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Wilson said at the church this morning that President Obama told him several weeks ago, "I gotta vote for my boy Rahm." Wilson continued: "I gotta say this today: 'Mr. President, I’ve gotta support my boy Chuy.'"
The day before the February 24 election, Wilson told the Sun-Times he'd "wholeheartedly" endorse Garcia if there were a runoff between the county commissioner and Mayor Emanuel. "I don't believe in the mayor's ideas," Wilson said then.
But two days after the vote, Wilson, who got 10.66 percent of the vote, retracted his endorsement, and said he'd consult with his supporters before deciding who he'd support.
Four days later, Wilson told CBS 2 Chicago he'd vote for Garcia, but possibly endorse Emanuel.
Then yesterday, Wilson told the Sun-Times he'd endorse Garcia after all. He said his supporters opposed the mayor's reelection because of his closing of 50 schools and his unwillingness to get rid of all of the red-light cameras. Wilson added that his supporters believed city contracts and jobs were unfairly awarded.
It's a politician's prerogative to change his mind, of course, and Wilson hasn't been the only endorsement waffler.
"If there is a runoff, I will support whoever the challenger is," alderman Bob Fioretti declared the day before the February election, according to the Sun-Times. "Chicago is headed in the wrong direction under this mayor."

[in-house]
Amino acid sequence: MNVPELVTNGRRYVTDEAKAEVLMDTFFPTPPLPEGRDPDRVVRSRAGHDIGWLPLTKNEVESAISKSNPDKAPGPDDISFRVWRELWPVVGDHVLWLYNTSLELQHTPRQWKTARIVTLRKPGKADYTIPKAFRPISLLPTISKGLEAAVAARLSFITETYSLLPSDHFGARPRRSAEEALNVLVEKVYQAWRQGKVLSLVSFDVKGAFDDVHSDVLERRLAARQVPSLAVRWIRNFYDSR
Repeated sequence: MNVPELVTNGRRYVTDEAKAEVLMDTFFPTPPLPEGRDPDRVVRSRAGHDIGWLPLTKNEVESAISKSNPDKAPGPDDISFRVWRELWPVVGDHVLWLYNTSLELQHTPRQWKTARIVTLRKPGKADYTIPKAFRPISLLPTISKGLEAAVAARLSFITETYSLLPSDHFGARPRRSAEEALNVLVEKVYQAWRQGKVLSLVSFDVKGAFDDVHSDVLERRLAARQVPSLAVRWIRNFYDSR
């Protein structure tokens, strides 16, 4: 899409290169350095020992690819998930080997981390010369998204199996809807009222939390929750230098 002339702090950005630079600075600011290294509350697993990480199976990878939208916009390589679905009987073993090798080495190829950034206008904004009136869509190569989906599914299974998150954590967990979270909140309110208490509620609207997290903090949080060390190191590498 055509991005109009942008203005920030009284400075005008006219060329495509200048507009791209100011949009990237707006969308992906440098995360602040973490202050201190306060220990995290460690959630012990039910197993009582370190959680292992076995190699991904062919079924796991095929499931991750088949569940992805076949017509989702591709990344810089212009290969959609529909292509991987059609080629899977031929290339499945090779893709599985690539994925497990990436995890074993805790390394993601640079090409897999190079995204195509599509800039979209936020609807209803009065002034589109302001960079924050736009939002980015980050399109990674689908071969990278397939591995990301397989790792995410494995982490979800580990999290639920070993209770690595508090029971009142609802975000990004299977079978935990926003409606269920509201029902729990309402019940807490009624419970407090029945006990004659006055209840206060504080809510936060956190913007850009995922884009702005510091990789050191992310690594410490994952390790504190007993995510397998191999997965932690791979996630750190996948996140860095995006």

The alderman retracted that pledge Tuesday, saying he was currently undecided. He then took exception to a reporter's suggestion that he was being like Wilson. "Willie's gonna vote for one and he's gonna endorse the other," Fioretti said, whereas he himself was simply considering "the future of the city." The alderman won 7.39 percent of the vote.
The other first-round candidate, Bill "Dock" Walls, did not pledge on the eve of the election to support Garcia in a runoff. But Walls told me this morning he'd had lunch with Garcia since then, and hadn't met with the mayor. He said he'd make an endorsement soon. Walls received only 2.77 percent of the vote, but in 16 predominantly African-American wards he got between 4.59 percent and 6.99 percent. He noted that Wilson, a multimillion-dollar businessman who put $2 million of his own money into his campaign, "spent $40, $50 a vote," whereas his votes had cost only about $3 each.